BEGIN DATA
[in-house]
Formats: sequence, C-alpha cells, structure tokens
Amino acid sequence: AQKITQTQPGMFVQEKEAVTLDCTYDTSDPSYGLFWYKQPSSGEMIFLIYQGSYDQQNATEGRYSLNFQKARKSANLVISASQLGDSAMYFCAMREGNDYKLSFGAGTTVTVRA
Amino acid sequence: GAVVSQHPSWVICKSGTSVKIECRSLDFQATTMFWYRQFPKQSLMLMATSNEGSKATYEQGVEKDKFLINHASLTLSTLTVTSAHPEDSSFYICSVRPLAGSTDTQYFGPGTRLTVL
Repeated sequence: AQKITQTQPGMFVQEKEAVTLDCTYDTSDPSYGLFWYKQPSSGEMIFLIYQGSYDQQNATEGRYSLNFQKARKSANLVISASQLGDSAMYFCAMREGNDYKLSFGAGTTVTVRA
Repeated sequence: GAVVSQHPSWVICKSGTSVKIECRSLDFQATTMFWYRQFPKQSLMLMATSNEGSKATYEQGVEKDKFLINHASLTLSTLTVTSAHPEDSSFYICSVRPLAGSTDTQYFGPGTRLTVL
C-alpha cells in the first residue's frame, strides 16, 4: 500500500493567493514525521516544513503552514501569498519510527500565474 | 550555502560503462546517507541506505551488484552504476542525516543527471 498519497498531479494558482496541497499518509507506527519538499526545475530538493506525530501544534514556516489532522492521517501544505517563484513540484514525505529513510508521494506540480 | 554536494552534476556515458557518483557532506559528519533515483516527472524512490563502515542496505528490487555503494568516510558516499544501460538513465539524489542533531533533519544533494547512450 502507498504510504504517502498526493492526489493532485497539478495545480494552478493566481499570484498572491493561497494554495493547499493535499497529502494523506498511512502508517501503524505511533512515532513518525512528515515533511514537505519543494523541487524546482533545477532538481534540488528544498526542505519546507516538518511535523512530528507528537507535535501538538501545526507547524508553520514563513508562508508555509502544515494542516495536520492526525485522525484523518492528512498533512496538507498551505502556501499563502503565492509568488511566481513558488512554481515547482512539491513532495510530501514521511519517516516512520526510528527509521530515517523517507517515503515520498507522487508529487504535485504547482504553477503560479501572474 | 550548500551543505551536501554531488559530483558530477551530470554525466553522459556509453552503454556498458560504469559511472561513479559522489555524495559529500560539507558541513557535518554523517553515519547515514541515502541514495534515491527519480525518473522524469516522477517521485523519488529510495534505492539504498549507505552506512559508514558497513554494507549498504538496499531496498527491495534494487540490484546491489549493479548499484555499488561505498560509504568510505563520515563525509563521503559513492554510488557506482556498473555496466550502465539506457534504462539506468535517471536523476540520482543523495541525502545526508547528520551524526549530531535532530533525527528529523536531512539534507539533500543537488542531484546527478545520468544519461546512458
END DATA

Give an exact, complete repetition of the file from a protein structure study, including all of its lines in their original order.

[in-house]
Formats: sequence, C-alpha cells, structure tokens
Amino acid sequence: AQKITQTQPGMFVQEKEAVTLDCTYDTSDPSYGLFWYKQPSSGEMIFLIYQGSYDQQNATEGRYSLNFQKARKSANLVISASQLGDSAMYFCAMREGNDYKLSFGAGTTVTVRA
Amino acid sequence: GAVVSQHPSWVICKSGTSVKIECRSLDFQATTMFWYRQFPKQSLMLMATSNEGSKATYEQGVEKDKFLINHASLTLSTLTVTSAHPEDSSFYICSVRPLAGSTDTQYFGPGTRLTVL
Repeated sequence: AQKITQTQPGMFVQEKEAVTLDCTYDTSDPSYGLFWYKQPSSGEMIFLIYQGSYDQQNATEGRYSLNFQKARKSANLVISASQLGDSAMYFCAMREGNDYKLSFGAGTTVTVRA
Repeated sequence: GAVVSQHPSWVICKSGTSVKIECRSLDFQATTMFWYRQFPKQSLMLMATSNEGSKATYEQGVEKDKFLINHASLTLSTLTVTSAHPEDSSFYICSVRPLAGSTDTQYFGPGTRLTVL
C-alpha cells in the first residue's frame, strides 16, 4: 500500500493567493514525521516544513503552514501569498519510527500565474 | 550555502560503462546517507541506505551488484552504476542525516543527471 498519497498531479494558482496541497499518509507506527519538499526545475530538493506525530501544534514556516489532522492521517501544505517563484513540484514525505529513510508521494506540480 | 554536494552534476556515458557518483557532506559528519533515483516527472524512490563502515542496505528490487555503494568516510558516499544501460538513465539524489542533531533533519544533494547512450 502507498504510504504517502498526493492526489493532485497539478495545480494552478493566481499570484498572491493561497494554495493547499493535499497529502494523506498511512502508517501503524505511533512515532513518525512528515515533511514537505519543494523541487524546482533545477532538481534540488528544498526542505519546507516538518511535523512530528507528537507535535501538538501545526507547524508553520514563513508562508508555509502544515494542516495536520492526525485522525484523518492528512498533512496538507498551505502556501499563502503565492509568488511566481513558488512554481515547482512539491513532495510530501514521511519517516516512520526510528527509521530515517523517507517515503515520498507522487508529487504535485504547482504553477503560479501572474 | 550548500551543505551536501554531488559530483558530477551530470554525466553522459556509453552503454556498458560504469559511472561513479559522489555524495559529500560539507558541513557535518554523517553515519547515514541515502541514495534515491527519480525518473522524469516522477517521485523519488529510495534505492539504498549507505552506512559508514558497513554494507549498504538496499531496498527491495534494487540490484546491489549493479548499484555499488561505498560509504568510505563520515563525509563521503559513492554510488557506482556498473555496466550502465539506457534504462539506468535517471536523476540520482543523495541525502545526508547528520551524526549530531535532530533525527528529523536531512539534507539533500543537488542531484546527478545520468544519461546512458